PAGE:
Q. How is Bangkok holding up, as far as water supplies, sanitation and power supplies?
Floods in areas to the northeast of Bangkok have forced people to upper floors of dwellings and led to the loss of electricity, water supply and sanitation. Access to drinking water in remote areas is a concern.
Steffensen said that despite being in a location that isn't near floods, "the tap water in our residences has taken a funny smell." People are choosing bottled water over boiled water, but finding bottled water in stores is difficult because the shelves are empty.
Power supply, internet and telephone service are functioning normally in the center of Bangkok, he said.
Q. What is the economic toll?
The World Bank has estimated a 2 percent decline in GDP because of the floods.
"The urban poor is mostly likely to be the hardest hit," said Steffensen. Most of the flooding has occurred in flood-prone areas with condensed housing
Floods have caused $5 billion in damage to industries and half a dozen industrial estates, said Steffensen, with Japanese industries alone facing losses of at least half that amount, he said.
Although he expressed reluctance to talk about the overall economic impact at this point, Steffensen said certain things were clear: "Rice production will decrease in Thailand, Cambodia and Vietnam, and rice prices will be affected. That billions of dollars of investment in the industrial sector are underwater are bound to affect Thailand's exports, employment situation, economic growth and development."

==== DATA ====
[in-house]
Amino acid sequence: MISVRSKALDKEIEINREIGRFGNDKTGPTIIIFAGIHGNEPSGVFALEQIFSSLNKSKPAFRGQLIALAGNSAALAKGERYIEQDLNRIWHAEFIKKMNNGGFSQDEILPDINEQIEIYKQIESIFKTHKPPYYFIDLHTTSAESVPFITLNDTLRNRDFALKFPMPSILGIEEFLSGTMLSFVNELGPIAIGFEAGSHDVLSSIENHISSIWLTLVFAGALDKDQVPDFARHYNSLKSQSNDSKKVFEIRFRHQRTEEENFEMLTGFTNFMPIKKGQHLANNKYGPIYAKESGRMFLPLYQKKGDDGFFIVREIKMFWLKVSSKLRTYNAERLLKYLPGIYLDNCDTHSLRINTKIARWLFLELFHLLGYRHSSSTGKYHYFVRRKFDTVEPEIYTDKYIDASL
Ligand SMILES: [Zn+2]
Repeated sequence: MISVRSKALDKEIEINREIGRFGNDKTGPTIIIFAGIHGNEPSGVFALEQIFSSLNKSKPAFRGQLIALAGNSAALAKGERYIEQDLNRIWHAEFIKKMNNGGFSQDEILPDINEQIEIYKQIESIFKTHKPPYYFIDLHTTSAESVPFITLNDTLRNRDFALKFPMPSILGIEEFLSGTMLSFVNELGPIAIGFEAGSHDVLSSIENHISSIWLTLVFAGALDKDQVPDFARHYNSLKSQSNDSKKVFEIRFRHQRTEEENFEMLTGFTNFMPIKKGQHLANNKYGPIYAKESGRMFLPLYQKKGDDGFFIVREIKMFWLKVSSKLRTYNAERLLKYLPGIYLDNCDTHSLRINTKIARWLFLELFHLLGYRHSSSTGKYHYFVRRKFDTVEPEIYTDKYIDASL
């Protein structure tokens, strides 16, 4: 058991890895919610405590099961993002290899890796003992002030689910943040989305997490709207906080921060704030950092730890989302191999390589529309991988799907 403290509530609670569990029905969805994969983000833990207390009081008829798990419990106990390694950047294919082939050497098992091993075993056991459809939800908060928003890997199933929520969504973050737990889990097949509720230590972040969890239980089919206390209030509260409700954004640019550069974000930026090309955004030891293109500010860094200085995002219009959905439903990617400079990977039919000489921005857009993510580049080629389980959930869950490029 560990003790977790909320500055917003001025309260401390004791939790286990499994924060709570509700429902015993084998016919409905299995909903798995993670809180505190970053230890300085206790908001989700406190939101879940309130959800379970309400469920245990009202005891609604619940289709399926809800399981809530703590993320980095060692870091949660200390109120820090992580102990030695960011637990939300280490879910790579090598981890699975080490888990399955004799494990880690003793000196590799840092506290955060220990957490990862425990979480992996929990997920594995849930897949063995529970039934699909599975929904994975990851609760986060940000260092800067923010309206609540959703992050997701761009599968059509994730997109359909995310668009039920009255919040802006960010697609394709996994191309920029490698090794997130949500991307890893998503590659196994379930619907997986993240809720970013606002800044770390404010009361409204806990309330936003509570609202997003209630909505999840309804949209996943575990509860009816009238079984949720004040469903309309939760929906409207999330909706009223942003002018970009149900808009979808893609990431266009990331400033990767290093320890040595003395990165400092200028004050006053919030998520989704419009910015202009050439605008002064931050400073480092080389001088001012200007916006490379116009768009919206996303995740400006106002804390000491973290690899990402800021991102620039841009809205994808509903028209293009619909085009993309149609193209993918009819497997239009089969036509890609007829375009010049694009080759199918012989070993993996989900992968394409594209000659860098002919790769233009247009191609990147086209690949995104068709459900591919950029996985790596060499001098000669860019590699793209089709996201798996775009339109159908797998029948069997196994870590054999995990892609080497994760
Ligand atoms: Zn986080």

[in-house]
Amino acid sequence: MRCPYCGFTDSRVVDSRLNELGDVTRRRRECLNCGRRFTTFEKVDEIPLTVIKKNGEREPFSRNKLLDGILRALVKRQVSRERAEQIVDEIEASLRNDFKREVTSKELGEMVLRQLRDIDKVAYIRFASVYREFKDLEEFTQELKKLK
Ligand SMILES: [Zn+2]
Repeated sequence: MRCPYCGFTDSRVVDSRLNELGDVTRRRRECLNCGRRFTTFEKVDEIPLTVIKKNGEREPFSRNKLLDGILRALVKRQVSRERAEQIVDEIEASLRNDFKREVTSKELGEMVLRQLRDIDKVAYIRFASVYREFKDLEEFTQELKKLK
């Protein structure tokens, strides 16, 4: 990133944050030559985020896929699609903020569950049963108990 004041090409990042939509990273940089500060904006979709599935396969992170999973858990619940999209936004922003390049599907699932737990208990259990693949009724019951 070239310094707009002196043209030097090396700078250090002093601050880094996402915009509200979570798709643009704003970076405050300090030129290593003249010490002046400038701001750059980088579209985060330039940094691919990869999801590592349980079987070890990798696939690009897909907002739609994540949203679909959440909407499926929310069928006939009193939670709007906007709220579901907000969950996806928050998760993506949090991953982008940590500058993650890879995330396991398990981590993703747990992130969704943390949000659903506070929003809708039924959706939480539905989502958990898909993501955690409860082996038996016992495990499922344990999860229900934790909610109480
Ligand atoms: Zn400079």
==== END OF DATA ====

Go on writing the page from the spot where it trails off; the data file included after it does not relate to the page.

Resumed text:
Industrial estates could take weeks if not months to drain and get production lines back running again, creating bumps in supply chains and possibly affecting manufacturers' abilities to get good on shelves by Christmas, he added.
Rice exports were expected to drop 50 percent in October from the monthly average of 1 million tonnes, according to the Thai Rice Exporters Association.
Q. What are the positives for Bangkok right now?
The floods have proven to be a political test for the new prime minister, Yingluck Shinawatra, who was elected in July. "The government has gone all out, everything they could possibly do to mitigate the impact of these floods," said Steffensen. But more striking is the resilience of the Thai people, he said.
"In relief centers and more generally across the country, no one's talking about red shirts or yellow shirts. All people are talking about the floods, helping one another. These floods have healed the country in a way that many people don't appreciate today because the floods are about to come through Bangkok."
Q. What vulnerabilities will Bangkok need to address?
Authorities will need to raise dikes and invest in pump station capacity, coastal zone protection and land use planning, Steffensen said. The increasing number of floods in Thailand and the region are consistent with what's expected as a result of climate change.
Bangkok and other Asian coastal megacities -- like Ho Chi Minh City and Manila -- will flood more often and on a larger scale, if current climate change trends continue, he added, citing a joint report by the ADB, World Bank and Japan International Cooperation Agency last year.